An adventure novel upended by grief and propelled by the aberrant charm of its narrator, Hard Mouth is an unforgettable debut that explores what it takes to both existentially and literally survive.

For ten years, Denny’s father has battled cancer. The drawn-out loss has forged her into a dazed, antisocial young woman. On the clock, she works as a lab tech, readying fruit flies for experimentation. In her spare time, only her parents, an aggressively kind best friend, and her blowhard imaginary pal Gene—who she knows isn’t real—ornament her stale days in the D.C. suburbs.

Now her father’s cancer is back for a third time, and he’s rejecting treatment. Denny’s transgressive reaction is to flee. She begins to dismantle her life, constructing in its place the fantasy of perfect detachment. Unsure whether the impulse is monastic or suicidal, she rents a secluded cabin in the mountains. When she discovers life in the wilderness isn’t the perfect detachment she was expecting—and that she isn’t as alone as she’d hoped—Denny is forced to reckon with this failure while confronting a new life with its own set of pleasures and dangerous incursions.

Morbidly funny, subversive, and startling, Hard Mouth, the debut novel from 2018 NEA Creative Writing Fellow Amanda Goldblatt, unpacks what it means to live while others are dying. (From Counterpoint August 13)


Yuka Igarashi, editor, PEN America Best Debut Short Stories 2019

“…Each story displays a mastery of the form, sure to inspire readers to seek out further writing from these adept authors and publications.” Booklist

The stories collected here represent the most recent winners of the PEN/Robert J. Dau Short Story Prize for Emerging Writers, which recognizes twelve writers who have made outstanding debuts in literary magazines in the previous year. Chosen by a panel of distinguished judges, themselves innovators of the short story form, they take us from the hutongs of Beijing to the highways of Saskatchewan, from the letters of a poet devoted to God in seventeenth-century France to a chorus of poets devoted to revolution in the “last days of empire.” They describe consuming, joyful, tragic, complex, ever-changing relationships between four friends who meet at a survivors group for female college students; between an English teacher and his student-turned-lover in Japan; between a mother and her young son.

In these pages, a woodcutter who loses his way home meets a man wearing a taxidermied wolf mask, and an Ivy League–educated “good black girl” climbs the flagpole in front of the capitol building in South Carolina. Each piece comes with an introduction by its original editors, whose commentaries provide valuable insight into what magazines are looking for in their submissions, and showcase the vital work they do to nurture literature’s newest voices. (From Catapult August 20)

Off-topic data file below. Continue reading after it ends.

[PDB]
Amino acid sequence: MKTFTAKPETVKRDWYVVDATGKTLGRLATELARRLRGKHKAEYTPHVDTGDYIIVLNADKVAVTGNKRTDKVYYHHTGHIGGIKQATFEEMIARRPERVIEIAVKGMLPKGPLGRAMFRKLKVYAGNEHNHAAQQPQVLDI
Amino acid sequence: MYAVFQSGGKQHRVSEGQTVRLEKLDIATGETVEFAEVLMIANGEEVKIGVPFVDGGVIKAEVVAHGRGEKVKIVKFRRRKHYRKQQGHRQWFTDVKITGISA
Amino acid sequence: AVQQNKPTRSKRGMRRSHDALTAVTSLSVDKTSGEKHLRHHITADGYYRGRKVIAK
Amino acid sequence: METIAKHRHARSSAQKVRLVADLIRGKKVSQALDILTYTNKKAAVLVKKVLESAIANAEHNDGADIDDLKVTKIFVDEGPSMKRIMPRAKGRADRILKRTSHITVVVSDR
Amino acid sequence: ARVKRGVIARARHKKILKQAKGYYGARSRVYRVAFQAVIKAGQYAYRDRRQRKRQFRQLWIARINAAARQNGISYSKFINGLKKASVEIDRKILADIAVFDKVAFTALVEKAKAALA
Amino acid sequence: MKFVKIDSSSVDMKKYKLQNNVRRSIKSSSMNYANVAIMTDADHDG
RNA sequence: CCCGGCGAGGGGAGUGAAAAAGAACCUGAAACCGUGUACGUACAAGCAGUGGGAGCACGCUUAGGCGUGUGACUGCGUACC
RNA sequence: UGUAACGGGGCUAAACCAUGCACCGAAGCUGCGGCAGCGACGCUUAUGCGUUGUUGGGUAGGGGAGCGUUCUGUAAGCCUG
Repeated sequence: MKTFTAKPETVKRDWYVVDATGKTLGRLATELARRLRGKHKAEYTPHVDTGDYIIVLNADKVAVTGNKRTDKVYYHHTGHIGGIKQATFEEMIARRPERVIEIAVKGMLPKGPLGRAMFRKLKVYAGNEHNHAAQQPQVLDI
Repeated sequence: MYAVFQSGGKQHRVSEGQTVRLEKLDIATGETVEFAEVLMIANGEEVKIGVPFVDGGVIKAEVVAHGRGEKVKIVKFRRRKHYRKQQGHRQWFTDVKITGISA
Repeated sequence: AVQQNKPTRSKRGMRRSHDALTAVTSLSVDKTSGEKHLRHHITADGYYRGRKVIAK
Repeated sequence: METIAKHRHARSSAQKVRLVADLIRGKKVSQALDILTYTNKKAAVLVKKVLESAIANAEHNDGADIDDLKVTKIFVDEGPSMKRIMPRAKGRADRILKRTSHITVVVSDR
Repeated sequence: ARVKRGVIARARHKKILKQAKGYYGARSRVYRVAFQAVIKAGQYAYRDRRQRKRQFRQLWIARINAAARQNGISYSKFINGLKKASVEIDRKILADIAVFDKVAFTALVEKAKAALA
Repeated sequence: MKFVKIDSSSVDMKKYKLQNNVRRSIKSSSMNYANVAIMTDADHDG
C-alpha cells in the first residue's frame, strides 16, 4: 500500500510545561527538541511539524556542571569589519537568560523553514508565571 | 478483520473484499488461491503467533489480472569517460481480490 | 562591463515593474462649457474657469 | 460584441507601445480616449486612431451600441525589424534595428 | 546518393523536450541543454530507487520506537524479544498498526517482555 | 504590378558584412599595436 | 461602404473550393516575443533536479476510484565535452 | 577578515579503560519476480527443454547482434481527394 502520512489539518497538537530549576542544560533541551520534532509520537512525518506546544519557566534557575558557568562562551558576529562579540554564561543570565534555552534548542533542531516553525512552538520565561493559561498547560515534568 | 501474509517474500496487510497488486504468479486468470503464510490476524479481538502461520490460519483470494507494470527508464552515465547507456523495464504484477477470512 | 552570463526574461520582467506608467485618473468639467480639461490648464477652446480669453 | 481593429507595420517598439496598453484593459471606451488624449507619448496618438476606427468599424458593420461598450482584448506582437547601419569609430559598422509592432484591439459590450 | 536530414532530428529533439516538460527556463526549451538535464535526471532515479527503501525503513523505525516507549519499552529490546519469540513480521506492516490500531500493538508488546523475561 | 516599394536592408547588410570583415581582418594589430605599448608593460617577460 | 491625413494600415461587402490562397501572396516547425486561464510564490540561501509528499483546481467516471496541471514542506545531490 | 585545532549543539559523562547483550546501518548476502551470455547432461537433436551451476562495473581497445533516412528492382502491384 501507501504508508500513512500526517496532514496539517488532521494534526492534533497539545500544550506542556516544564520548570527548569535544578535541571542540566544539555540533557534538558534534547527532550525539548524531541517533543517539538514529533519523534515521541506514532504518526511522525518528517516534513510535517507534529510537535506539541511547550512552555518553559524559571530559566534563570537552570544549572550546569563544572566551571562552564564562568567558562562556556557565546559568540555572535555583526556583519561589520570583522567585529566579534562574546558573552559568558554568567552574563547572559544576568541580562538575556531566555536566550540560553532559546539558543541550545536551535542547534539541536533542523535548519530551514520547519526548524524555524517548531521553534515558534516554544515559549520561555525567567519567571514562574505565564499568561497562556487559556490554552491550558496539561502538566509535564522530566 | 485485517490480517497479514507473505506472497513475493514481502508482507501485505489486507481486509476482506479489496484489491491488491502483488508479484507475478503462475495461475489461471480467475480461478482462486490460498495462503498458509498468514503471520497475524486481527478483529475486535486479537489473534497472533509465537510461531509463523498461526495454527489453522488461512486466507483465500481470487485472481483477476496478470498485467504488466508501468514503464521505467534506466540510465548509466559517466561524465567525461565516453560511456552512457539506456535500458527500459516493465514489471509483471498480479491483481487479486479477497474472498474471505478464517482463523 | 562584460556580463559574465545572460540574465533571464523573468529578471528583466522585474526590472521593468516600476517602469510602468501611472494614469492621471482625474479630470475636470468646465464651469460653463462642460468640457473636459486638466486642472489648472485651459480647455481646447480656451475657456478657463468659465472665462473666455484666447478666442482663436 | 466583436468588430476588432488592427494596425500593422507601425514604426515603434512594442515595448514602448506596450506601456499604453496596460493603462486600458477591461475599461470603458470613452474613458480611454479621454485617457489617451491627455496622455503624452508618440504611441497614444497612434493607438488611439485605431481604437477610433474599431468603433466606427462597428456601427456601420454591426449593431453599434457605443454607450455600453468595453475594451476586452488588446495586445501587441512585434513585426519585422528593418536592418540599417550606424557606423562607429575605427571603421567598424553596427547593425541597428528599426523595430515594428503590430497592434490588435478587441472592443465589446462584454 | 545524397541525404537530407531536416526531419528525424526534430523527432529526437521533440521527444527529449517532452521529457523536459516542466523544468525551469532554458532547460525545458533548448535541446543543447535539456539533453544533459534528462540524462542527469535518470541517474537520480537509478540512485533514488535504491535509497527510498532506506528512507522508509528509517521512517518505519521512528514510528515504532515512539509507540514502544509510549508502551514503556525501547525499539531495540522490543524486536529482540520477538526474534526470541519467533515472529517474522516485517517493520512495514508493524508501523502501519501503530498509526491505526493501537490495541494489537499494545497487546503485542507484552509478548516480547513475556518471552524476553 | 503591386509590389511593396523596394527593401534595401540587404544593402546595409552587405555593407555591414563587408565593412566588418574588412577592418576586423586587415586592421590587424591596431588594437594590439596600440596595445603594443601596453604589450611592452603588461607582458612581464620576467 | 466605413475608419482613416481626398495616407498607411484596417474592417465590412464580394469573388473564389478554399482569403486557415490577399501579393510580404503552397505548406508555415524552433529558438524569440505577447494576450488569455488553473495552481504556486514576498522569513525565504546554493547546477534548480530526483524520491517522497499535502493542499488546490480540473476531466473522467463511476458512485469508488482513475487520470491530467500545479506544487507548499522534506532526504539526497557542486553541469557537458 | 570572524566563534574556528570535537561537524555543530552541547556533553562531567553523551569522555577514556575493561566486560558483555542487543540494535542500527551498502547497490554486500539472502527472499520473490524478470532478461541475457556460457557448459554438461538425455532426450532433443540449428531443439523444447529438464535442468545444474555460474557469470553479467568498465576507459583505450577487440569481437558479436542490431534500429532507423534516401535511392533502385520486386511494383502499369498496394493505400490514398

Patrice Nganang, When the Plums Are Ripe (translated by Amy B. Reid)

“Nganang’s second novel (after 2016’s Mount Pleasant) in a trilogy about Cameroon takes place as the nation is forced into World War II and caught between Vichy and the Free French. The plot and action are matched by the author’s powerful take on the damage colonialism inflicts for generations.” —Bethanne Patrick, The Washington Post

In Cameroon, plum season is a highly anticipated time of year. But for the narrator of When the Plums Are Ripe, the poet Pouka, the season reminds him of the “time when our country had discovered the root not so much of its own violence as that of the world’s own, and, in response, had thrown its sons who at that time were called Senegalese infantrymen into the desert, just as in the evenings the sellers throw all their still-unsold plums into the embers.” In this novel of radiant lyricism, Patrice Nganang recounts the story of Cameroon’s forced entry into World War II, and in the process complicates our own understanding of that globe-spanning conflict. After the fall of France in 1940, Cameroon found itself caught between Vichy and the Free French at a time when growing nationalism advised allegiance to neither regime, and was ultimately dragged into fighting throughout North Africa on behalf of the Allies.

Moving from Pouka’s story to the campaigns of the French general Leclerc and the battles of Kufra and Murzuk, Nganang questions the colonial record and recenters African perspectives at the heart of Cameroon’s national history, all the while writing with wit and panache. When the Plums Are Ripe is a brilliantly crafted, politically charged epic that challenges not only the legacies of colonialism but the intersections of language, authority, and history itself. (From FSG August 13)


Téa Obreht, Inland

“Obreht makes the American West unforgettably her own, weaving mysticism and wonder into a stirring story about how the lands we inhabit and the stories we tell define who we are.” Esquire